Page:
As consumer genetic testing continues to pick up steam—with the idea that patients are becoming more interested in how their inherited health impacts their future wellness—hospitals and health systems have also taken to finding ways to incorporate genetic information into primary care.
In Evanston, Ill., about 12 miles from downtown Chicago, NorthShore University HealthSystem is aiming to provide “advanced primary care” by integrating genetics as part of each patient’s care plan. Indeed, prior to a patient’s annual physical, he or she gets the opportunity to complete a genetic and wellness assessment—a questionnaire that asks the patient about his or her personal or family history of certain medical conditions.
Based on the patient’s responses, his or her physician may recommend a referral to one of NorthShore’s personalized medicine clinics or be recommended to have certain lab tests performed in order to find out additional information related to their DNA. This information would then be used to create a customized care and treatment plan based on the patient’s unique genetic characteristics and health history, according to NorthShore officials.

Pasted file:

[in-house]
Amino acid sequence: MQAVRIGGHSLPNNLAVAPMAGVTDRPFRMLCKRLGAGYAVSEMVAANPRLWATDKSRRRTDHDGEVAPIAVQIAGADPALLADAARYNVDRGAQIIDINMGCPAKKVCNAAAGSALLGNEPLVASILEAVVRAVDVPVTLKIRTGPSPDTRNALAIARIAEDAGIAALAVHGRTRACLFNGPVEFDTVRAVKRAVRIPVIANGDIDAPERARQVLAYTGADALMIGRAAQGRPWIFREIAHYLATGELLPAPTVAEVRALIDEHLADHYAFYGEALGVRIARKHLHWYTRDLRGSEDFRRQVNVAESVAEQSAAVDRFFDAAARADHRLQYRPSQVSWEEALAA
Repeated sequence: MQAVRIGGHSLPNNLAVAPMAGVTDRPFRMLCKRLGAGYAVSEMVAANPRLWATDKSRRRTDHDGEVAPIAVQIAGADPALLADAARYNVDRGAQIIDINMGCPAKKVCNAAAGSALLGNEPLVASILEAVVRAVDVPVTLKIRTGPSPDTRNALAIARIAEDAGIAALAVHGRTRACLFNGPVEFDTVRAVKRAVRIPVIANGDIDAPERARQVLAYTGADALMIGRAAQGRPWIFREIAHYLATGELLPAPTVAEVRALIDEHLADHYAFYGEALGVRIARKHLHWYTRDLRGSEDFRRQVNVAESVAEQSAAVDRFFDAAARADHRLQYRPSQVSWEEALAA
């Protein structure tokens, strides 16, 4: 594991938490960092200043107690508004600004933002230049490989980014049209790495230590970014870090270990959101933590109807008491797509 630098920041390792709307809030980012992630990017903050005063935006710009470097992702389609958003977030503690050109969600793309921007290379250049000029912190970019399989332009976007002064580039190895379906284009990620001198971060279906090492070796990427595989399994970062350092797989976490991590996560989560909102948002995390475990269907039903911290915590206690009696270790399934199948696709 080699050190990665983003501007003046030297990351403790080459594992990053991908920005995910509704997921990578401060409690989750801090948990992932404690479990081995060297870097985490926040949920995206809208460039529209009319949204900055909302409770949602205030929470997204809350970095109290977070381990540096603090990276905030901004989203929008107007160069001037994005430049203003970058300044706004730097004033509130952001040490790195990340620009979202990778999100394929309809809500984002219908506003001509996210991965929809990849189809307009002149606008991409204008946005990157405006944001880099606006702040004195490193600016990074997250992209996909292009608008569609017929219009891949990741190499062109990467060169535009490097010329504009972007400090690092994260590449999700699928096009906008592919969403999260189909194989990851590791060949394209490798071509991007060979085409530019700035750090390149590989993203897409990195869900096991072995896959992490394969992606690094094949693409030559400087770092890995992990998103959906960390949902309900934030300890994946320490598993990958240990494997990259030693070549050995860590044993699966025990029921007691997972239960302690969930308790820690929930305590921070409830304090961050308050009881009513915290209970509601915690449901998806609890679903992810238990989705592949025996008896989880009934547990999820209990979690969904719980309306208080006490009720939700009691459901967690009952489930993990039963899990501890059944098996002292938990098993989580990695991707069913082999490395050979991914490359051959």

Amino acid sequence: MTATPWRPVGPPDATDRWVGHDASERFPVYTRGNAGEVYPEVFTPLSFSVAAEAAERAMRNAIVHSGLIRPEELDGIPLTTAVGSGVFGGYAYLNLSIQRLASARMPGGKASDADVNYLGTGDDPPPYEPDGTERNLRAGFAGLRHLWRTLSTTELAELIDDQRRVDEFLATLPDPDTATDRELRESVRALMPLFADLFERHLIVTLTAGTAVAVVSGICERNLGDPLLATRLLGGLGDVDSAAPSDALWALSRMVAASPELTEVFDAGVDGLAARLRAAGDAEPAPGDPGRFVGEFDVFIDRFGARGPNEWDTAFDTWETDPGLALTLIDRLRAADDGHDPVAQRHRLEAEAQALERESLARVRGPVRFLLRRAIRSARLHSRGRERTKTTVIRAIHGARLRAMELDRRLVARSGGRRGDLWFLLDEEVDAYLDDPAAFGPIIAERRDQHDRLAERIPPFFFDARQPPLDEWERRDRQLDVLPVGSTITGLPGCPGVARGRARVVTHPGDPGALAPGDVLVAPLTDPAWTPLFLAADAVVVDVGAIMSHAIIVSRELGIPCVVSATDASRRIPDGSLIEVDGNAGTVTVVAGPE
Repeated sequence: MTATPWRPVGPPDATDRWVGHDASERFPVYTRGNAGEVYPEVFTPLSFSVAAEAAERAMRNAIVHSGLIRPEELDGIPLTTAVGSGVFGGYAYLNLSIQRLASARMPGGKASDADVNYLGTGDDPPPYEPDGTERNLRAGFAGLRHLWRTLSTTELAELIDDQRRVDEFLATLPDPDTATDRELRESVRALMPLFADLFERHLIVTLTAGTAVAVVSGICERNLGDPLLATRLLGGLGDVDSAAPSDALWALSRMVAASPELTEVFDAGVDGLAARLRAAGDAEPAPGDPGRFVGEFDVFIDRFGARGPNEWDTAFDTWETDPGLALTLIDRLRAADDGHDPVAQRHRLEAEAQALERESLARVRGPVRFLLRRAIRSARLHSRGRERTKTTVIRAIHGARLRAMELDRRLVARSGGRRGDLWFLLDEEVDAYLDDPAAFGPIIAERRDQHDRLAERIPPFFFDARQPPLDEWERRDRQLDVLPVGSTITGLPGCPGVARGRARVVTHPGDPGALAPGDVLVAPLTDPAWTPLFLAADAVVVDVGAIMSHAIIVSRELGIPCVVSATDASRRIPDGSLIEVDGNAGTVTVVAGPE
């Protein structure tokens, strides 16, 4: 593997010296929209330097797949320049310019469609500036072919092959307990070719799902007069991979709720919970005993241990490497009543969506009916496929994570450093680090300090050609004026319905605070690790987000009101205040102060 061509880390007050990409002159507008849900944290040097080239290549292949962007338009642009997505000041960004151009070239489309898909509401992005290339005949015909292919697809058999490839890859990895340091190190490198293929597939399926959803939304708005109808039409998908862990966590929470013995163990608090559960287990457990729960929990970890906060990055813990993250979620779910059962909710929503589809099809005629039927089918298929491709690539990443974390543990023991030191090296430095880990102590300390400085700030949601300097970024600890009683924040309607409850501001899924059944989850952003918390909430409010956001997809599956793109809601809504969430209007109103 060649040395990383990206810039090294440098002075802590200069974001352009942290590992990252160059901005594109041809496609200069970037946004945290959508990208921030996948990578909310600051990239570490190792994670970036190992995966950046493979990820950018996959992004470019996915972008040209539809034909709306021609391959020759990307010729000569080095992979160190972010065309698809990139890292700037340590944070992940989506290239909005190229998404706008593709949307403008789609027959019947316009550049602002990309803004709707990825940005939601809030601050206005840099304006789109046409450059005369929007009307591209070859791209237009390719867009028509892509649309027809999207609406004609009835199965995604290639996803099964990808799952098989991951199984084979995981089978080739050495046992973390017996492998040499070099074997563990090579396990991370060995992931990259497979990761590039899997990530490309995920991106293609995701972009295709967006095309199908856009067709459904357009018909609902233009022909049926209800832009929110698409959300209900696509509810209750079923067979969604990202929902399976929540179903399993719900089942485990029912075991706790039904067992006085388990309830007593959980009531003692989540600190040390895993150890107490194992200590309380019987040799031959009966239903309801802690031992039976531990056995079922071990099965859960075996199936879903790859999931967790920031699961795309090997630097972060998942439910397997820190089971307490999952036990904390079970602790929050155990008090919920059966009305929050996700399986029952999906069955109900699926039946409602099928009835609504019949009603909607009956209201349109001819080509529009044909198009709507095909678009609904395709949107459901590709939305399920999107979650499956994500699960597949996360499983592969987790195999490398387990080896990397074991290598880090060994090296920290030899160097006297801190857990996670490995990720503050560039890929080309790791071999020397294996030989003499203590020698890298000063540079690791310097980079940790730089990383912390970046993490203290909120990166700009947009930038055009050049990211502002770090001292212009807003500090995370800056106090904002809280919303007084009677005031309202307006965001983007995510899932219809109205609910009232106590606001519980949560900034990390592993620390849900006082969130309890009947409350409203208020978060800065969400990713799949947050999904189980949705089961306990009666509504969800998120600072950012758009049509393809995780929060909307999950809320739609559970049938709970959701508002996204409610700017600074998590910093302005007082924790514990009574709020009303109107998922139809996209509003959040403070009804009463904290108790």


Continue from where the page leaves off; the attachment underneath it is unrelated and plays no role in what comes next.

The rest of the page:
John Mark Revis, M.D., a primary care physician at NorthShore University HealthSystem, says that the Center for Medical Genetics at Northshore has been around since 1997, but things really kicked off about eight years ago since technology has evolved, and the breadth of testing has become more available. Revis credits Peter Hulick, M.D., the medical director of the Center for Personalized Medicine at NorthShore, for having the vision to bring genetics and genetic testing to the forefront of primary care. The integrated health system, which includes a 900-physician multispecialty group practice, NorthShore Medical Group, with 130 locations in the Chicagoland area, now has all of its primary care practices engaging in this genetic testing initiative.